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Edit: Looks like ns lookup on some mcast IP doesn't not get a failed answer right away. Any suggestion?

I have two env, the new one we built is running BIND on linux. When running lsof or tcpdump, they stuck or become slow when they try to resolve addresses in the multicast IP range. Yes, I can live with no name resolution, but some guys can't.

In the old env built by some guys left the firm, running lsof has no problem. It doesn't try to resolve the mcast address.

Any clue where I should look? I checked named.conf and there's nothing diff.

Thanks W

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1 Answer

Tools like lsof — in fact, all tools, don't treat multicast addresses specially for name resolution purposes. They try to resolve them like any other address. This is useful because these addresses actually do have valid names attached to them on the Internet:

; <<>> DiG 9.7.3 <<>> -x 224.0.0.1
;; global options: +cmd
;; Got answer:
;; ->>HEADER<<- opcode: QUERY, status: NOERROR, id: 65271
;; flags: qr rd ra; QUERY: 1, ANSWER: 1, AUTHORITY: 4, ADDITIONAL: 0

;; QUESTION SECTION:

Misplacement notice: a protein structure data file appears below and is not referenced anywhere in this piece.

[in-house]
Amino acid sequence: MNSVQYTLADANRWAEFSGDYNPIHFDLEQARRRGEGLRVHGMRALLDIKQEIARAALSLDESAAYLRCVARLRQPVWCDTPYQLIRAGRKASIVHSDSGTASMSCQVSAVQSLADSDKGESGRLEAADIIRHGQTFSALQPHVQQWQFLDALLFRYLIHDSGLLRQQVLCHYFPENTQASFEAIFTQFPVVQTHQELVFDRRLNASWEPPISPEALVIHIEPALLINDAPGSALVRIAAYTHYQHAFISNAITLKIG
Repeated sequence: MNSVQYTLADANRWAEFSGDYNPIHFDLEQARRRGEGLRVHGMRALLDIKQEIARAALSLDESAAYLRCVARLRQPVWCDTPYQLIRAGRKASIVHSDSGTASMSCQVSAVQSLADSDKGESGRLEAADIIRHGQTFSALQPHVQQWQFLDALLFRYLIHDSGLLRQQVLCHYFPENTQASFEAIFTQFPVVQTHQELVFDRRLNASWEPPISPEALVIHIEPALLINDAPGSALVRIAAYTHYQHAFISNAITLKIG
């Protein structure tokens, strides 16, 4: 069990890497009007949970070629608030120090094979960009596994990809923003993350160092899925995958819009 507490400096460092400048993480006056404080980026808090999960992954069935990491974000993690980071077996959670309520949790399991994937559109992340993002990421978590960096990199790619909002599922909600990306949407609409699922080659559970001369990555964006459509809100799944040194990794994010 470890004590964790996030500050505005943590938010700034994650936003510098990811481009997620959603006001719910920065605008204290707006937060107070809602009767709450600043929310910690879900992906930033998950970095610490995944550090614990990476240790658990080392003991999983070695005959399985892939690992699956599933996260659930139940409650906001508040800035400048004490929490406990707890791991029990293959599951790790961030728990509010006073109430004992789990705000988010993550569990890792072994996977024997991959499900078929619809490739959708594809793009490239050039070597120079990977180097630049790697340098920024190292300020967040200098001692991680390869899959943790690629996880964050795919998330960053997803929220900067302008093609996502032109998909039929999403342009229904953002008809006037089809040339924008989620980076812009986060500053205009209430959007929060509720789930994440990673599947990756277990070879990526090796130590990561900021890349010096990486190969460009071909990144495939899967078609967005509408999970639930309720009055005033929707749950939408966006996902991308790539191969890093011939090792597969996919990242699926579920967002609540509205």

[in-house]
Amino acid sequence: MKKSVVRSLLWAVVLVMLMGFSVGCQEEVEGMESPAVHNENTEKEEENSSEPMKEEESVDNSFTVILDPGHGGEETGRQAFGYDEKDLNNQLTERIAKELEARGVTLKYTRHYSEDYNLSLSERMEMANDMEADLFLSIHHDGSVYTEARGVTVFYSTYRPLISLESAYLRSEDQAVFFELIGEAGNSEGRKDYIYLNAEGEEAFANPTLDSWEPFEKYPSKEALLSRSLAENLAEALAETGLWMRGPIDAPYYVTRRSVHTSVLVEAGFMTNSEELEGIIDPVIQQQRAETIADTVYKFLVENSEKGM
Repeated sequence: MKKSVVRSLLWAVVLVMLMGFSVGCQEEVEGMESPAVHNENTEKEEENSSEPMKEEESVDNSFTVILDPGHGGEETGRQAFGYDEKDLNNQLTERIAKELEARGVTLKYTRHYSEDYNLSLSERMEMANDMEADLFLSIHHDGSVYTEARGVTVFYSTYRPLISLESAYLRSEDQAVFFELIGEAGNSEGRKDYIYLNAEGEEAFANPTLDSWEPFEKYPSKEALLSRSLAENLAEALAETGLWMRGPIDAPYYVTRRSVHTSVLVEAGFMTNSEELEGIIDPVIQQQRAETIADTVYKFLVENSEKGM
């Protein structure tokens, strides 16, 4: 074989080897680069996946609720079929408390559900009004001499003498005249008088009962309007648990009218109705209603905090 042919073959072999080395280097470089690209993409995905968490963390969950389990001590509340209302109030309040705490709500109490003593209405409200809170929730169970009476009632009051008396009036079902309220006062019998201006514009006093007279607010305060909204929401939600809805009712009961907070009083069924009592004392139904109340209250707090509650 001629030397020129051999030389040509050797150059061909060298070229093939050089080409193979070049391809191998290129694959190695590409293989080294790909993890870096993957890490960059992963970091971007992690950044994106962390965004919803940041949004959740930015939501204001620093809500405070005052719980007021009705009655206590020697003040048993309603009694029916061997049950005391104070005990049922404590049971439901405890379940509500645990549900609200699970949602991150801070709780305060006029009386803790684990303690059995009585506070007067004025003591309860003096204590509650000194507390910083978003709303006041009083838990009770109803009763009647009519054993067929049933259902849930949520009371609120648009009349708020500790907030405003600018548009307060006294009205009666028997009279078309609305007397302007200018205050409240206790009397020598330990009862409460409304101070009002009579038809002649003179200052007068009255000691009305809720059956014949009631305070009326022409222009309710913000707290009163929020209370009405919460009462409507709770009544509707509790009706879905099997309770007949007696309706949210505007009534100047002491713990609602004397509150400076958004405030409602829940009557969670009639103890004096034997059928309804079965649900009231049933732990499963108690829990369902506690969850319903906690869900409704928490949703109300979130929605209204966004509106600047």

;1.0.0.224.in-addr.arpa.                IN      PTR

;; ANSWER SECTION:
1.0.0.224.in-addr.arpa. 28800   IN      PTR     all-systems.mcast.net.

And those that don't should receive quick negative answers.

; <<>> DiG 9.7.3 <<>> -x 235.255.255.255
;; global options: +cmd
;; Got answer:
;; ->>HEADER<<- opcode: QUERY, status: NXDOMAIN, id: 39854
;; flags: qr rd ra; QUERY: 1, ANSWER: 0, AUTHORITY: 1, ADDITIONAL: 0

;; QUESTION SECTION:
;255.255.255.235.in-addr.arpa.  IN      PTR

In either case, the answer should be fast, and there should not be timeouts.

Check your caching resolver nameserver to make sure it is able to resolve these addresses. If it is not, it may be firewalled from reaching the appropriate authoritative servers or something.

If you want, you can always short-circuit resolution of these names locally and guarantee fast answer with no need for Internet access by defining them as stub zones on your caching resolver pointing to empty zones on your authoritative nameserver. I doubt that there is very much software out there than relies on, for example, 224.0.0.1 mapping to all-systems.mcast.net. The zones you should serve are 224.in-addr.arpa through 239.in-addr.arpa as well as f.f.ip6.arpa.

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Do I actually need to add a reverse lookup zone for multicast range? –  Will K Jun 12 '13 at 1:50
    
As I said, you shouldn't have to, because there are public servers on the Internet that provide them already, but if you are experiencing difficulty or timeouts with those, or for speed, or if you are not connected to the Internet, then you can add them on your own servers if you want. –  Celada Jun 12 '13 at 2:07
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